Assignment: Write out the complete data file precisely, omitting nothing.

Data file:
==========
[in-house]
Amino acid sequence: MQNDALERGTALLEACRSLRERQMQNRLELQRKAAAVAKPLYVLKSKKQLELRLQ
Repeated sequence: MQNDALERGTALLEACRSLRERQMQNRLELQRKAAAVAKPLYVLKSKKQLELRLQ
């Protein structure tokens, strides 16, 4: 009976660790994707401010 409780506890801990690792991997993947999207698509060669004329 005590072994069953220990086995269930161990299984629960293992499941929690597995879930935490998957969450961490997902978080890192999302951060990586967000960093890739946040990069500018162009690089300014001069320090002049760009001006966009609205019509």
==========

[in-house]
Amino acid sequence: MQNDALERGTALLEACRSLRERQMQNRLELQRKAAAVAKPLYVLKSKKQLELRLQ
Repeated sequence: MQNDALERGTALLEACRSLRERQMQNRLELQRKAAAVAKPLYVLKSKKQLELRLQ
């Protein structure tokens, strides 16, 4: 009976660790994707401010 409780506890801990690792991997993947999207698509060669004329 005590072994069953220990086995269930161990299984629960293992499941929690597995879930935490998957969450961490997902978080890192999302951060990586967000960093890739946040990069500018162009690089300014001069320090002049760009001006966009609205019509």